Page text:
Research Associate in Palaeontology
My focus is studying dental microwear of kangaroos. When an animal chews its food, it leaves microscopic scratches on the teeth. These scratches are called dental microwear. The shape of these scratches changes depending on the sorts of foods the animal is eating. For example, grasses tend to leave many thin scratches, but eating leaves and twigs of shrubs leaves deep and wide scratches.
The way dental microwear research takes place is to take a tooth and scan it under a confocal profiler – a high-resolution microscope which creates a 3D surface, digitally replicating a tiny section of the tooth surface. We then run algorithms across this surface that define its physical properties and allow us a way to mathematically compare different surfaces.
My main focus is using microwear to better understand the ecology of Pleistocene kangaroos. This was a time when we saw the greatest diversity in kangaroos, but also the dramatic ‘megafaunal extinctions’ which saw the loss of many species, including all of the Sthenurine or ‘short-faced’ kangaroos. What comprised the diets of Sthenurine kangaroos is one question I want to answer, and also whether this diet might have played a role in their extinction. More broadly though I am trying to tie together the diets of all kangaroos from one fossil deposit to better understand how they partitioned dietary resources amongst different species.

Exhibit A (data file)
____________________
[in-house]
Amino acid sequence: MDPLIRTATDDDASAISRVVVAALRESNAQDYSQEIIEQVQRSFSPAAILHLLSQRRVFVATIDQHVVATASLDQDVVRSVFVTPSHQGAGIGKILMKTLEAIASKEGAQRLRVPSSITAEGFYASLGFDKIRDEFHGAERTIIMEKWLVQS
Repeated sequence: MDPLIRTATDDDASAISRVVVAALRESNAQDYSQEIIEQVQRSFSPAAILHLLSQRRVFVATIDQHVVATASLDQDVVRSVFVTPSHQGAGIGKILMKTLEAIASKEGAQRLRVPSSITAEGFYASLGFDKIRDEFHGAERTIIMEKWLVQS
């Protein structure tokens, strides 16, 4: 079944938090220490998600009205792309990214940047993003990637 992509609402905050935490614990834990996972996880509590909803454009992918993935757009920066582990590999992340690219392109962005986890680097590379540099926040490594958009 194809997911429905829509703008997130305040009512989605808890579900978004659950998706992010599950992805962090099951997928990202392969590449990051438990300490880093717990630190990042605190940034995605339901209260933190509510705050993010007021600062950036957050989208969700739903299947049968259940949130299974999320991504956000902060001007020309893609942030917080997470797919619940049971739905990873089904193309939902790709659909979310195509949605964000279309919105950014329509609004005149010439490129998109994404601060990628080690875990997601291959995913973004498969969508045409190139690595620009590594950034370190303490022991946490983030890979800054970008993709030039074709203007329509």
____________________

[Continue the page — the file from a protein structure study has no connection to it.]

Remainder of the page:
Another project I am working on is taking a much longer overview of kangaroo dietary evolution. Kangaroos evolved from a possum-like ancestor around 30 million years ago, at a time when there were no grasslands in Australia. Today, kangaroos dominate, especially in grassy regions. When and how this occurred is still being determined, with dental microwear being used as one of a number of proxies to understand this important shift in Australian climates.